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190th Avenue Bridge

190th Avenue Bridge

Primary Photographer(s): Nathan Holth

Bridge Documented: Fall/Winter 2006

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Key Facts

Facility Carried / Feature Intersected
190th Avenue Over Little Muskegon River
Location
Rural: Mecosta County, Michigan: United States
Structure Type
Concrete Through Girder, Fixed
Construction Date and Builder / Engineer
1916 By Builder/Contractor: E. W. Baldwin of St. Louis, Michigan and Engineer/Design: Michigan State Highway Department

Technical Facts

Rehabilitation Date
Not Available or Not Applicable
Main Span Length
45 Feet (13.72 Meters)
Structure Length
91 Feet (27.74 Meters)
Roadway Width
17 Feet (5.18 Meters)
Spans
2 Main Span(s)
NBI Number
54301H00019B010

Historic Significance Rating (HSR)

Bridge Documentation

This bridge no longer exists!

Bridge Status: Demolished and replaced.

View Archived National Bridge Inventory Report - Has Additional Details and Evaluation

This bridge served what could be called a first generation trunk line road. Serving as a trunk line road during the early years of the state trunk line system, 190th Avenue is a simple dirt road that follows the gridded system of county roads that characterize Michigan's road system, and as such does not look like what later trunk line roads would look like as they curve and realign as needed for a more efficient connection between communities. An example is nearby Northland Drive which would have been the next trunk line alignment for the area that would have served until US-131 expressway was created.

This bridge is Trunk Line Bridge 61, according to its plaque. Only the oldest trunk line bridges featured such this simple sequential numbering system on the plaque. The structure is a very old 1916 example of a concrete through girder bridge in Michigan. As a two-span structure, it is also a fairly long example and a rare multi-span example. The structure is today in fair condition, but it is in need of a restoration if it is to continue to be a historic landmark for the surrounding area in the coming decades.

Information and Findings From Michigan Historic Bridge Inventory

Narrative Description

Located near the Montcalm County line, this medium-span concrete bridge carries 190th Avenue over the Little Muskegon River. The bridge was constructed in 1916-1917 from a MSHD standard design. It is comprised of a pair of 45-foot, concrete girders that rest on concrete full-height abutments and pier with bullnosed cutwaters. The girders support an 18-foot-wide concrete deck in the through position. Using typically modest MSHD detailing, the bridge features recessed rectangular panels on the outside walls of the girders, massive copings on the girders' tops, and bronze "Trunk Line Bridge" plates mounted on the girders' inside walls. The Little Muskegon River Bridge has suffered a minor amount of spalling of its copings and cutwater, but it is unaltered and retains a relatively high degree of structural integrity.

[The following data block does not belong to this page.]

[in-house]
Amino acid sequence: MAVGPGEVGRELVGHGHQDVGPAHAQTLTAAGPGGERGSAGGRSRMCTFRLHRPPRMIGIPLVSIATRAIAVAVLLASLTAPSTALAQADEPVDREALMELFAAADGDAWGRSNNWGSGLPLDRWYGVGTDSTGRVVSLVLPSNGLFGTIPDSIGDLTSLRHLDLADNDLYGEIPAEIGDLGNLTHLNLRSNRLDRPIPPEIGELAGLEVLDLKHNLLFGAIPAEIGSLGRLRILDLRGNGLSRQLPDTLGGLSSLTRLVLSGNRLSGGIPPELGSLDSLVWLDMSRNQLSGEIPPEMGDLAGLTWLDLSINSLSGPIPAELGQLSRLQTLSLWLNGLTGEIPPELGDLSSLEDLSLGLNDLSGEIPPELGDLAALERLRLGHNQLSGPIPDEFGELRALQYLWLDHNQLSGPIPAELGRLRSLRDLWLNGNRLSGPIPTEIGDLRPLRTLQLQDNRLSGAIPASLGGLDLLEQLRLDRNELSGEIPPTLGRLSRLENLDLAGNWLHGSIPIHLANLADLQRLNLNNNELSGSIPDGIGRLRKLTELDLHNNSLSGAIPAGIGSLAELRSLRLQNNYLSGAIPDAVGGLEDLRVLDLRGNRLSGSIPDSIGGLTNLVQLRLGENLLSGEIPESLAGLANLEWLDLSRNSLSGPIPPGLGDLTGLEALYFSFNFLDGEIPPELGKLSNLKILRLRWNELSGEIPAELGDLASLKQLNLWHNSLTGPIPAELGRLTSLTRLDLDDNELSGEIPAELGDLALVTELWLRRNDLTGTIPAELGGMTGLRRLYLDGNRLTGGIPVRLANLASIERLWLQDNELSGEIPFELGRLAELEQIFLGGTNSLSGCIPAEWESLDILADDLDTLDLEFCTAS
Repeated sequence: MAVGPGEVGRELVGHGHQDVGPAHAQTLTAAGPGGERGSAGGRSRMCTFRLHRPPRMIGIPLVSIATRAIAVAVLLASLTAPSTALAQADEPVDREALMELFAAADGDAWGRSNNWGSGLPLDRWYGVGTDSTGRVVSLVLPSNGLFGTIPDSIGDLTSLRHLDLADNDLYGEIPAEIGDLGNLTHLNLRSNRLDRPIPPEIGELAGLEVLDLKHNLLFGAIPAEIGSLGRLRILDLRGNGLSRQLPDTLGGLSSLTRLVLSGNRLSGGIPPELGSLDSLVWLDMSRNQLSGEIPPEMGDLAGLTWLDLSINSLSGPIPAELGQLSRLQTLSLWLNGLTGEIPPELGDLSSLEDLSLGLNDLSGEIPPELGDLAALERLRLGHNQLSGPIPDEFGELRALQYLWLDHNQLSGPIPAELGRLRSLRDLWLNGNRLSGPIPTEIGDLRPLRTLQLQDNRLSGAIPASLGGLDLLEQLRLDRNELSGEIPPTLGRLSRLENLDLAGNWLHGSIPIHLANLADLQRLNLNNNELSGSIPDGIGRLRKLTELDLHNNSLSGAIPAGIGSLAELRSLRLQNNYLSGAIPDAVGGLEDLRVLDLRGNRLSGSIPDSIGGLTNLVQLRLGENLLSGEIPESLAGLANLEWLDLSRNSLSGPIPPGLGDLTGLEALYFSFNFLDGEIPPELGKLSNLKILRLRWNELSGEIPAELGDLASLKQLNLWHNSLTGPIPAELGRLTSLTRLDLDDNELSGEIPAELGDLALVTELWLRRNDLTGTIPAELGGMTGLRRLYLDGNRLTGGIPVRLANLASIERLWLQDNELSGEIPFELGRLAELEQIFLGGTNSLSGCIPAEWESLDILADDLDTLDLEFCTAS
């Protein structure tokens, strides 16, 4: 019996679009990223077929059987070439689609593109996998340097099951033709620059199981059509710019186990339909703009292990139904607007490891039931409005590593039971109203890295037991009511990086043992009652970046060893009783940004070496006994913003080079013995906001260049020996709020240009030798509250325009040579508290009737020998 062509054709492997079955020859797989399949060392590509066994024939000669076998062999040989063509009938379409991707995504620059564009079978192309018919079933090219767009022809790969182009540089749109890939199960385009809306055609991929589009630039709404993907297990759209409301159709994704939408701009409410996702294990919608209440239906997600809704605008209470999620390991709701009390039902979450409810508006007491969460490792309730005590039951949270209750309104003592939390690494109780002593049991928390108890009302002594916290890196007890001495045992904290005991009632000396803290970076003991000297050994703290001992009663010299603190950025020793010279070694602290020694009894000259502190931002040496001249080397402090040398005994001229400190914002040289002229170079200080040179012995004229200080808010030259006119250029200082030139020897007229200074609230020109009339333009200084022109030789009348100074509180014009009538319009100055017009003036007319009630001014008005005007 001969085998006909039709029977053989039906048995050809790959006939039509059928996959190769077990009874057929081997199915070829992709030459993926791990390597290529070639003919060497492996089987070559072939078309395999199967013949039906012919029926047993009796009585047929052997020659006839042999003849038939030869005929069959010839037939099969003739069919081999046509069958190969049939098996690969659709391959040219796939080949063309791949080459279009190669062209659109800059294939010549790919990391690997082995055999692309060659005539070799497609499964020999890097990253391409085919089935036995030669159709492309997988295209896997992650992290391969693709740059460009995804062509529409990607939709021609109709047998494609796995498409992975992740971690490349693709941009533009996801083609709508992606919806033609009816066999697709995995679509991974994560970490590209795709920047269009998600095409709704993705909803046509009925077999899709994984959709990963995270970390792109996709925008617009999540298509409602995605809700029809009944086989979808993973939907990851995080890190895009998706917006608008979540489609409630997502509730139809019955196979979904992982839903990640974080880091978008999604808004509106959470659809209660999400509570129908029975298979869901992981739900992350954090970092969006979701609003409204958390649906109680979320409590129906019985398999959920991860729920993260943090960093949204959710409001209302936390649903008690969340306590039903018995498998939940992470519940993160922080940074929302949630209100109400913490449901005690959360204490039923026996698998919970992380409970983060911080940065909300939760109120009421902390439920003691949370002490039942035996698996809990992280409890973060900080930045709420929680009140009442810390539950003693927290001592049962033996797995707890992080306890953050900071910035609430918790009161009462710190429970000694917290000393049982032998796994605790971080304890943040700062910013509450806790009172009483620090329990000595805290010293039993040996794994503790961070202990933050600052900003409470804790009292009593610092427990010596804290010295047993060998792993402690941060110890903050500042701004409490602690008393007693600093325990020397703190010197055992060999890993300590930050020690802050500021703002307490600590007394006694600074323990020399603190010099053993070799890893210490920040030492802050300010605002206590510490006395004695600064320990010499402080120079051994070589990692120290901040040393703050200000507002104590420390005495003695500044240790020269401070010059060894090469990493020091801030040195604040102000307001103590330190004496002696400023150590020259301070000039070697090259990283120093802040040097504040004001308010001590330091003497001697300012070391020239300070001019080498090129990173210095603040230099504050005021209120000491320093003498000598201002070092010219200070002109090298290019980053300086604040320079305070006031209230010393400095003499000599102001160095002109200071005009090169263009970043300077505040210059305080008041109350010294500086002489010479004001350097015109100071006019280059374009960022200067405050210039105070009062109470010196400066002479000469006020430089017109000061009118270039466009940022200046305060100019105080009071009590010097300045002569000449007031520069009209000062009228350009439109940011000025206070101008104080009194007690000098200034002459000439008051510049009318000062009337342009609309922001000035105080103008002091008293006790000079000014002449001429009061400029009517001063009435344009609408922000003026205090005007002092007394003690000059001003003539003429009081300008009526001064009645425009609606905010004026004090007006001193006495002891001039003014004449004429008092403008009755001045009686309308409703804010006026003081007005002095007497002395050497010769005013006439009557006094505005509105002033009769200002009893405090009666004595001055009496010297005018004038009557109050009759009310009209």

Soon after the state legislature passed the Trunk Line Act in 1913, several trunk line routes began to coalesce across Mecosta County. Following existing roads as they jogged along section lines, these routes were developed in relatively short, often discontinuous segments in the county. One of the newly designated trunk lines extended east from Big Rapids, through the village of Mecosta to the Isabella County line. The other extended south from Big Rapids to Howard City (in Montcalm County), passing through the village of Morley.

This latter line crossed the Little Muskegon River immediately south of Morley. For this crossing the state highway department engineered Trunk Line Bridge No. 61, a two-span concrete through girder structure. In 1916 a contract to build the bridge was awarded to E.W. Baldwin of St. Louis, Michigan. Baldwin completed the bridge in 1917 for a cost of $9,956.63. The Little Muskegon River Bridge was later incorporated into US-131, before being relegated to county-road status after a highway re-alignment. It continues to carry local traffic in essentially unaltered condition.

The concrete through girder that MSHD built here was based on a standard design that the agency had developed in the 1913-1914 biennium. During the 1910s and 1920s, the highway department delineated straight girders in five-foot increments between 30 and 50 feet for use in a wide variety of applications.

"The reinforced concrete through girder is the design generally employed for spans from thirty to fifty feet in both the eighteen and twenty-foot clear roadway from curb to curb," MSHD stated in its Seventh Biennial Report. "This design lends itself in the majority of cases on account of its very shallow floor system, thereby giving the waterway a maximum clearance under elevation of roadway crossing the bridge."

Statement of Significance

By 1930 the through girder had largely fallen out of favor with the state and county highway departments, but before it was discontinued, perhaps hundreds of these utilitarian structures were built throughout Michigan. The Little Muskegon River Bridge in Mecosta County is noteworthy as the oldest known surviving example of a concrete girder bridge designed by the Michigan State Highway Department.

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